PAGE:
WASHINGTON — A bipartisan group of senators has introduced legislation to make regulation of financial companies more transparent — and to close a major loophole in the sweeping financial overhaul enacted last month.
The bill would reverse language in the overhaul law that allows the Securities and Exchange Commission to reject many open-records requests. The SEC would not have to disclose any records related to its policing investigations of companies such as hedge funds and computer trading platforms.
A provision in the new Dodd-Frank Wall Street Reform and Consumer Protection Act, which is now law, has raised eyebrows among some First Amendment and freedom-of-information advocates.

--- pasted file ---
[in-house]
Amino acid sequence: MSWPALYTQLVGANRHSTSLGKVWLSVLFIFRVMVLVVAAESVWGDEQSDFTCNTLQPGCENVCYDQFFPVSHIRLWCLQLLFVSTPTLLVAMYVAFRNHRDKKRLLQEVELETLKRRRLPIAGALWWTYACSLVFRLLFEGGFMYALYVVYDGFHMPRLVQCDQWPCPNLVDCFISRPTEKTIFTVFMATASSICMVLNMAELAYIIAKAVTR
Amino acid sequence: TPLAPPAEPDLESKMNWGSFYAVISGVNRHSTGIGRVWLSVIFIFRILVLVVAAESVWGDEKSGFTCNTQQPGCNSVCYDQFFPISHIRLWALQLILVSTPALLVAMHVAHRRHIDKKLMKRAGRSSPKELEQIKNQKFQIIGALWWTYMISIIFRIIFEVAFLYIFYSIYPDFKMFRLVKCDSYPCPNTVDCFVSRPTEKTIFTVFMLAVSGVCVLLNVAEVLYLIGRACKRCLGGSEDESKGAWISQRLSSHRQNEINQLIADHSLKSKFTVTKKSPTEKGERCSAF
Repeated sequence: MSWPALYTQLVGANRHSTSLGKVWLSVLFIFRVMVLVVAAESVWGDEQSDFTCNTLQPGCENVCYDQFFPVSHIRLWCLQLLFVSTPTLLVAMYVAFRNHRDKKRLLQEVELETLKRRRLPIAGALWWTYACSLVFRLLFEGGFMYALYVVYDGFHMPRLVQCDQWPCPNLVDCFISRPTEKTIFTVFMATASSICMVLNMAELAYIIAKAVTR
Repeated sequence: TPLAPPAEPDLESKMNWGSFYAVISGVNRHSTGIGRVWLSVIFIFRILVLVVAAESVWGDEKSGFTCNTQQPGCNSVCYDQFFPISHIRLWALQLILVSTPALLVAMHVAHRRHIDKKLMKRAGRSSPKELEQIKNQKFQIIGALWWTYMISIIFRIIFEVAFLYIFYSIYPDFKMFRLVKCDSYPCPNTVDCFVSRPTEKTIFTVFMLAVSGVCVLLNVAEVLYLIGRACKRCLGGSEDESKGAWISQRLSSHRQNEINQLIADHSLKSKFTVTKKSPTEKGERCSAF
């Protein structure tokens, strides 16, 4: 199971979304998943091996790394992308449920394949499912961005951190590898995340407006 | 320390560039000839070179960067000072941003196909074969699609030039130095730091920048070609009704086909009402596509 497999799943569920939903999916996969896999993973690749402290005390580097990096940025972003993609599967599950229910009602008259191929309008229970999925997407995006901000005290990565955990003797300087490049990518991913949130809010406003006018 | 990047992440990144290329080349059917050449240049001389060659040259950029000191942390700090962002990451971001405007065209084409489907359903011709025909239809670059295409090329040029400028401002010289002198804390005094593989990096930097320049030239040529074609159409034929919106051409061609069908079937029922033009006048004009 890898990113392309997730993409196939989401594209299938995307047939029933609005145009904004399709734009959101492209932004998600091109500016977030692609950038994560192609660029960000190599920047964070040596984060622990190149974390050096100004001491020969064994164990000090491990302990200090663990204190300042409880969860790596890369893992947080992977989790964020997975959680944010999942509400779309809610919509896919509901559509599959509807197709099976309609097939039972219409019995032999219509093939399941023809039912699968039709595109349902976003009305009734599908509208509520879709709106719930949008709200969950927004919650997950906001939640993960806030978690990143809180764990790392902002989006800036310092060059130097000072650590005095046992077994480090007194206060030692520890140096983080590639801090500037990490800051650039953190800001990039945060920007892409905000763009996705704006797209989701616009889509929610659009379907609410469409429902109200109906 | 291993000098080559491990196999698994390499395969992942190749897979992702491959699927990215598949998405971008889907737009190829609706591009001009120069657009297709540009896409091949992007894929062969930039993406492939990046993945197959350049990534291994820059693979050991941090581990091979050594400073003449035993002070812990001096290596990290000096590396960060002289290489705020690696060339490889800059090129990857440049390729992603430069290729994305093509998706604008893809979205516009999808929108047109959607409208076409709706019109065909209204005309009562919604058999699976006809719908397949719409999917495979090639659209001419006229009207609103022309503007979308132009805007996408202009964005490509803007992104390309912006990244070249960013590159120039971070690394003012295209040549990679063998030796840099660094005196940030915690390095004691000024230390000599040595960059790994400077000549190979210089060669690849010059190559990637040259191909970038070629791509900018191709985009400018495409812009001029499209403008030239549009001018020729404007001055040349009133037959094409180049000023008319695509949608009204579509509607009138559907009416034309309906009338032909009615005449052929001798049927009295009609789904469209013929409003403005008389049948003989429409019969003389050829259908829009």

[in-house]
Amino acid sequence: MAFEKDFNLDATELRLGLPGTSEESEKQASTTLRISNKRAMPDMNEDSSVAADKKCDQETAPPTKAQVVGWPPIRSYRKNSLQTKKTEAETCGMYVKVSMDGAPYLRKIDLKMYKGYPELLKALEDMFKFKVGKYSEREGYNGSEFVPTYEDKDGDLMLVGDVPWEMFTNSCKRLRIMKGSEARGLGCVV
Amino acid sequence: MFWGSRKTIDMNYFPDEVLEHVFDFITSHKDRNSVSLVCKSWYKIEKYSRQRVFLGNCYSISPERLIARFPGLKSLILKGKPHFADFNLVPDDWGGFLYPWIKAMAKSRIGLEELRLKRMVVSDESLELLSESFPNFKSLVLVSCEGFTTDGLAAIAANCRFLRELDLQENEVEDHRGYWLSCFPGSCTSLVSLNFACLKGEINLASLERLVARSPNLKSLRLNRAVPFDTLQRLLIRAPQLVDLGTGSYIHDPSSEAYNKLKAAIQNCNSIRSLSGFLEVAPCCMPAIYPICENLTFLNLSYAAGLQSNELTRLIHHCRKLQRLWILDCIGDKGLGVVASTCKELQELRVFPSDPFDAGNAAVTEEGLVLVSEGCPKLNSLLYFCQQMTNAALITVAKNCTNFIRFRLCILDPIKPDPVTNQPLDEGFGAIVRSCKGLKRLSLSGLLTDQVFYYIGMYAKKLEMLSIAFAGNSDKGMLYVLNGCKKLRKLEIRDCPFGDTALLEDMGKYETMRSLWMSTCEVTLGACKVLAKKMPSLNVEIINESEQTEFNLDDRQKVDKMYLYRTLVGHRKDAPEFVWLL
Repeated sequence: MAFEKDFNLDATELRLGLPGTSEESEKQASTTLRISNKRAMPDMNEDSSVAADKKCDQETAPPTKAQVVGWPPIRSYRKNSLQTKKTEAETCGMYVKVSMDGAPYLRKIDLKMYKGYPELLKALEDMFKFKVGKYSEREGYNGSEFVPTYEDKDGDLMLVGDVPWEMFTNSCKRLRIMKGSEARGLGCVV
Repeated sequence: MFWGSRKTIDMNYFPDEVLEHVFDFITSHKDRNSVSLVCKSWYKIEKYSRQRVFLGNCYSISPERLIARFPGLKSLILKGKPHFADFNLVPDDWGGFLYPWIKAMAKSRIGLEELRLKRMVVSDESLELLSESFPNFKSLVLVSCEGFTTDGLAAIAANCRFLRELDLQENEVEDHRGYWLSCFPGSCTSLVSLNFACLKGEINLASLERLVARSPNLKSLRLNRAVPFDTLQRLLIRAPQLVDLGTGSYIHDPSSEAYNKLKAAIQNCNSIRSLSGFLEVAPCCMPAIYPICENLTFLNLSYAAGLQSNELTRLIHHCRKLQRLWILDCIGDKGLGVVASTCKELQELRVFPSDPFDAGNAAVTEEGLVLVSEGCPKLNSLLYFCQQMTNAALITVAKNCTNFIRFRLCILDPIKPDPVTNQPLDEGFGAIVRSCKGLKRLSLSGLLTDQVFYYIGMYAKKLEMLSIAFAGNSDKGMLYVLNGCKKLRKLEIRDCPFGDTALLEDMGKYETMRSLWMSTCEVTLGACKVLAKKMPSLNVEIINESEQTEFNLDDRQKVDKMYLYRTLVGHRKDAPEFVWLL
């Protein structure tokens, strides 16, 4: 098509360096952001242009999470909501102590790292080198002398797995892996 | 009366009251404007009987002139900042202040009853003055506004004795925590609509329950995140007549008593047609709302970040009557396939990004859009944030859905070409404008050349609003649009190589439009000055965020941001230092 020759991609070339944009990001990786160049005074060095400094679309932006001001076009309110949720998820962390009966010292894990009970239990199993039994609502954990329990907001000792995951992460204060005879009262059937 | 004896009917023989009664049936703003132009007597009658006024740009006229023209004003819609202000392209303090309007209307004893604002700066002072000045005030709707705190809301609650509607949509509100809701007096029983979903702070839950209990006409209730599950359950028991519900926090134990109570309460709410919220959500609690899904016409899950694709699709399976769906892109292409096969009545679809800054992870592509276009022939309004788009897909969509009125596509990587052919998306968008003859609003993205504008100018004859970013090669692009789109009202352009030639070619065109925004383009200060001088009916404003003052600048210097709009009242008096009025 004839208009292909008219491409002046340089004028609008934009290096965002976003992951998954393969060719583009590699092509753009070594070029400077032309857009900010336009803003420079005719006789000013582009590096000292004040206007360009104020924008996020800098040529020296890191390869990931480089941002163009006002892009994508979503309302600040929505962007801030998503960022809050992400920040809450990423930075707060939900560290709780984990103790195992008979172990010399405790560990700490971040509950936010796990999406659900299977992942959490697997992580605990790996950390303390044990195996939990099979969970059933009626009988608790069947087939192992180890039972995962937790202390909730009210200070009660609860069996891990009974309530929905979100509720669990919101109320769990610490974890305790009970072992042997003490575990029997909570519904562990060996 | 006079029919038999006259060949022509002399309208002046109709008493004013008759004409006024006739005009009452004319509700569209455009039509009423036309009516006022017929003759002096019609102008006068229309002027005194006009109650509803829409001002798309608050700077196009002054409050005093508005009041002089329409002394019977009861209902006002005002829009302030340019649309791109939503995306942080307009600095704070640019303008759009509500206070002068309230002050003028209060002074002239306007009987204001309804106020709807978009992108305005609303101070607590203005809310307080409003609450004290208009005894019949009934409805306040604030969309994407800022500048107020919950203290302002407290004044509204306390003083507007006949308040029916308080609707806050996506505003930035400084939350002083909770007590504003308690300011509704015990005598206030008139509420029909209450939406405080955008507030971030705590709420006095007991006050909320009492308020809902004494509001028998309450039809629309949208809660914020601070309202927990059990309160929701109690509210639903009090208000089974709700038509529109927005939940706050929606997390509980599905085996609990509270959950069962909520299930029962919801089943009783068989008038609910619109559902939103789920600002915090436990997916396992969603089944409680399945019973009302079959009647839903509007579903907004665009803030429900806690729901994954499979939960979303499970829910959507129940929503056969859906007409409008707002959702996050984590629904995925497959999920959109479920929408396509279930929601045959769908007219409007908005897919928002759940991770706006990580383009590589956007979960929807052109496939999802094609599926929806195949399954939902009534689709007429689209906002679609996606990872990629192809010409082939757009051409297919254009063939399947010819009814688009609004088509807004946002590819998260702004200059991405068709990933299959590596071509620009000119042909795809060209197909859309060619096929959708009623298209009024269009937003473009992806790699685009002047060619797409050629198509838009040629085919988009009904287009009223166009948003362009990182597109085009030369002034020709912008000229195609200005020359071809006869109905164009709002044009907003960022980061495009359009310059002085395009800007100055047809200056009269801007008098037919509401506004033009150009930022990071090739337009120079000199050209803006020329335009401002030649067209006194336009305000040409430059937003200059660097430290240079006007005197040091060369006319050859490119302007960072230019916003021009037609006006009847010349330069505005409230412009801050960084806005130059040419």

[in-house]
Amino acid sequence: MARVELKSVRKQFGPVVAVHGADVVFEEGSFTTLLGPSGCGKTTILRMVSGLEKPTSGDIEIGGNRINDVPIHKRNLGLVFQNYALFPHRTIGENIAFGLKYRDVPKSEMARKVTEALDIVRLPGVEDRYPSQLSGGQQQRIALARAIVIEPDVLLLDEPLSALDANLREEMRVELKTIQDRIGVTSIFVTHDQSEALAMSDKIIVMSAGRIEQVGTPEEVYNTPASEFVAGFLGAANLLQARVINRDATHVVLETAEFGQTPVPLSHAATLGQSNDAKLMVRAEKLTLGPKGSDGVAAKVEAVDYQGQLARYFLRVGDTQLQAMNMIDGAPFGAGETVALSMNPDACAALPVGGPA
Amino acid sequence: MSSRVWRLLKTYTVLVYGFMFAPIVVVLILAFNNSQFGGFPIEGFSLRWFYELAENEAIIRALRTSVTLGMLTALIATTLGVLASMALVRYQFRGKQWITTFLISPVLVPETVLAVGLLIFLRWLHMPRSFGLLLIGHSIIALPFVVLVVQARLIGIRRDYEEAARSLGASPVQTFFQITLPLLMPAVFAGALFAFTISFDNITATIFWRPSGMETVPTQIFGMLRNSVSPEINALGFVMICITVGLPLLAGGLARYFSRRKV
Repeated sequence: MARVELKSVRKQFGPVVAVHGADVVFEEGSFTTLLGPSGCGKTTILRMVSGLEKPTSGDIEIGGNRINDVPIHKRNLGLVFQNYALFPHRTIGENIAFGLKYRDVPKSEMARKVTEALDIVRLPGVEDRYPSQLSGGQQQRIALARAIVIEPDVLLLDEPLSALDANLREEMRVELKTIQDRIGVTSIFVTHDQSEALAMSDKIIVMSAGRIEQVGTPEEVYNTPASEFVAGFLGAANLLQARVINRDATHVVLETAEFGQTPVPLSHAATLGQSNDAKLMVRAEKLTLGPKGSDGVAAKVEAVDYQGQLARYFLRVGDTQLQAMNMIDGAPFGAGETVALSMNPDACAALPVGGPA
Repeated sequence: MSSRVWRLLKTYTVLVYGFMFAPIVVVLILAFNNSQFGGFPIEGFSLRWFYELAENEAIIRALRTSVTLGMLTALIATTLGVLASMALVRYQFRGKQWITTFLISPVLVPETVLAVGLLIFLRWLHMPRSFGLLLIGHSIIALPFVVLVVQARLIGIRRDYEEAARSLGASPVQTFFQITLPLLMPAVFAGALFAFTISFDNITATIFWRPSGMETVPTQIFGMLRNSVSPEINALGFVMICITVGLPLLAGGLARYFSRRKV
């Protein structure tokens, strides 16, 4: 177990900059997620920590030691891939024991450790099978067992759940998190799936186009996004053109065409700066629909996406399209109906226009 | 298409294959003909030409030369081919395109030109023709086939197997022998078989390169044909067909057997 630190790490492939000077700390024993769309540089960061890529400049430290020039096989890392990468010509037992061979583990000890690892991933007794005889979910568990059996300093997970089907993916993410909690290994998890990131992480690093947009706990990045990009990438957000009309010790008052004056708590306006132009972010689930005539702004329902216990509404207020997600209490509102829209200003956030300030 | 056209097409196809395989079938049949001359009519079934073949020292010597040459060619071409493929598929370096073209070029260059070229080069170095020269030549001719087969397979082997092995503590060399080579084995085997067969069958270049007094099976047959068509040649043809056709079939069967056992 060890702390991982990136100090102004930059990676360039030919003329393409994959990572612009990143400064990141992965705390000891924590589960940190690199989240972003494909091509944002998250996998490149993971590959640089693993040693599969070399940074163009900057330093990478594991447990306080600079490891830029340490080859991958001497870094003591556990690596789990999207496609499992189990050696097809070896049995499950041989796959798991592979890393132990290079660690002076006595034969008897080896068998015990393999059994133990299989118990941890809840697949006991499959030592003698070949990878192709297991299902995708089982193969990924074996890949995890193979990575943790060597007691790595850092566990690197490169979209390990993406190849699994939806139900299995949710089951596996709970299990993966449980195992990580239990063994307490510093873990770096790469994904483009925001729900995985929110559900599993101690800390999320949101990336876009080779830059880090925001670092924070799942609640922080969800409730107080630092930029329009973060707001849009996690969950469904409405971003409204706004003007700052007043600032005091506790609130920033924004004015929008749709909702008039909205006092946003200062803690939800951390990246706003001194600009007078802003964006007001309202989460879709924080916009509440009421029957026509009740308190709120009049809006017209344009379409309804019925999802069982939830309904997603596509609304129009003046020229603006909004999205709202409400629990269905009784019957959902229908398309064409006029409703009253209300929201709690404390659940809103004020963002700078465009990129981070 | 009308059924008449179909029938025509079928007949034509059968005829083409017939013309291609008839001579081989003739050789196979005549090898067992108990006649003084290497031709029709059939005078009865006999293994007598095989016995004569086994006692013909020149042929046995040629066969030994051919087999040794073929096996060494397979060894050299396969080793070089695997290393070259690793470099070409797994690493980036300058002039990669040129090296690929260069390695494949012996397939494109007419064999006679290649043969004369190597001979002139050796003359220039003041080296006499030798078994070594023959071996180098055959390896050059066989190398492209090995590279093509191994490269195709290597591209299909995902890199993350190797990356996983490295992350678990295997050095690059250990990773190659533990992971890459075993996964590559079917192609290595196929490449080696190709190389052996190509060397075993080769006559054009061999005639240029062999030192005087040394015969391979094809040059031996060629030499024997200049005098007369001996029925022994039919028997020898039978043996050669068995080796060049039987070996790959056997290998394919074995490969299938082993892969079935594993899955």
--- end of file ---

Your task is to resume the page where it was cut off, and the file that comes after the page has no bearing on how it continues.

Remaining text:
The federal Freedom of Information Act requires that government records be released to anyone who asks, unless they fall under one of nine exceptions to the law. The overhaul law broadened the SEC's ability to invoke these exemptions.
Lucy Dalglish, executive director of the Reporters Committee for Freedom of the Press, told the Reynolds Center for Business Journalism that the Dodd-Frank law appeared to give “third-party companies the same protection the company under investigation gets.”
The SEC has been criticized for failing to catch a number of high-profile frauds before the crisis, including a multibillion-dollar ...